A flag outside the U.S. Securities and Exchange Commission headquarters in Washington, D.C., U.S., on Wednesday, Feb. 23, 2022.
Al Drago | Bloomberg | Getty Images
The Securities and Exchange Commission will increase its scrutiny of crypto-trading firms and investment advisors as well as Environmental, Social and Governance — or ESG — funds, among other issues on its list of top oversight priorities for 2023.
The annual list provides a road map for the SEC’s focus over the coming year and reflects areas it believes pose the most risk to investors and the health of U.S. capital markets. Released Tuesday, this year’s list shows “the changing landscape and associated risks in the securities market,” Richard R. Best, director of the Division of Examinations, said in a statement.
The priorities were released two months after the securities agency issued new guidance, requiring publicly traded companies to disclose their exposure to the cryptocurrency market. It also follows SEC Chair Gary Gensler’s warning to cryptocurrency firms to “come into compliance” with securities laws after crypto exchange FTX filed for bankruptcy.
This year, the SEC’s examinations division will focus its attention on broker-dealers and registered investment advisors who use emerging financial technologies, including crypto. Examinations will look at the “offer, sale, recommendation of or advice regarding trading in crypto or crypto-related assets” and whether standards of care were met or followed by advisors and routinely updated, as needed.
The House Financial Services Committee also recently formed a working group to rein in what the panel’s Republicans call the SEC’s overreach on ESG. The group aims to “combat the threat to our capital markets posed by those on the far-left pushing environmental, social, and governance (ESG) proposals,” according to its Feb. 3 press release. The securities agency has committed to ensure that ESG-related advisory services and funds are investing in what the firms say they are buying, according to the announcement.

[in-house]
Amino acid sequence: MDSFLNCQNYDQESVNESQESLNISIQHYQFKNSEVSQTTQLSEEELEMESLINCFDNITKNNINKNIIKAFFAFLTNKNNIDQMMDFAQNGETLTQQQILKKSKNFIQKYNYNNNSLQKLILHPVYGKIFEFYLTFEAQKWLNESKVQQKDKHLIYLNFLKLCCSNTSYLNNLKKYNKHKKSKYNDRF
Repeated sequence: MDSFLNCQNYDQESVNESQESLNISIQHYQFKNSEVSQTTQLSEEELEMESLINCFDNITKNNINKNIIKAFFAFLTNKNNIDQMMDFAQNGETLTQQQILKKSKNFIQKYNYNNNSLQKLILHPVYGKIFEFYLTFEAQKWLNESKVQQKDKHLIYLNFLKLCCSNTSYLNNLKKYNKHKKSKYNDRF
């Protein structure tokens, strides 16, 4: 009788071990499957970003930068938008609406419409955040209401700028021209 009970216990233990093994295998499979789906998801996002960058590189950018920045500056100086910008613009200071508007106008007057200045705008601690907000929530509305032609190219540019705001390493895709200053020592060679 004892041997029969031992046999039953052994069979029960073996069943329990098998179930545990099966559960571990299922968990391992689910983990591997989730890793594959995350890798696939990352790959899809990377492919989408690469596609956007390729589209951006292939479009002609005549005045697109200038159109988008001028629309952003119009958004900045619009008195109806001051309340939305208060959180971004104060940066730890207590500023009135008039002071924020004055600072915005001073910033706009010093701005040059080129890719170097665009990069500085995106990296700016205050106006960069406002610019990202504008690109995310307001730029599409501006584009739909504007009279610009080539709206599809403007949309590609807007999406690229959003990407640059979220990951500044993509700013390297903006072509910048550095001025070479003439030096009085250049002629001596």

Last year, the agency proposed new rules to prohibit misleading or deceptive claims on ESG fund names in the U.S. and enhanced their disclosure requirements.
The division’s other priorities include:
- Investment advisor and investment company marketing rules: Looking at whether they’ve implemented and adopted new rules designed to minimize advisor violations.
- Registered investment advisors to private funds: To assess compliance and other risks as well as if advisors are adhering to their duties as fiduciaries.
- Retail investors and working families: Ensuring these groups receive advice in their best interests from broker-dealers and registered investment advisors.
- Information security and operational resiliency: Examining cybersecurity protocols as well as data protection for customers.
“In a time of growing markets, evolving technologies, and new forms of risk, our Division of Examinations continues to protect investors,” said Gensler. “In executing against the 2023 priorities, the Division will help ensure compliance with the federal securities laws and rules.”
The annual priorities are compiled with input from the SEC chair and agency commissioners, as well as from other SEC staff, federal financial regulators, investors and industry groups.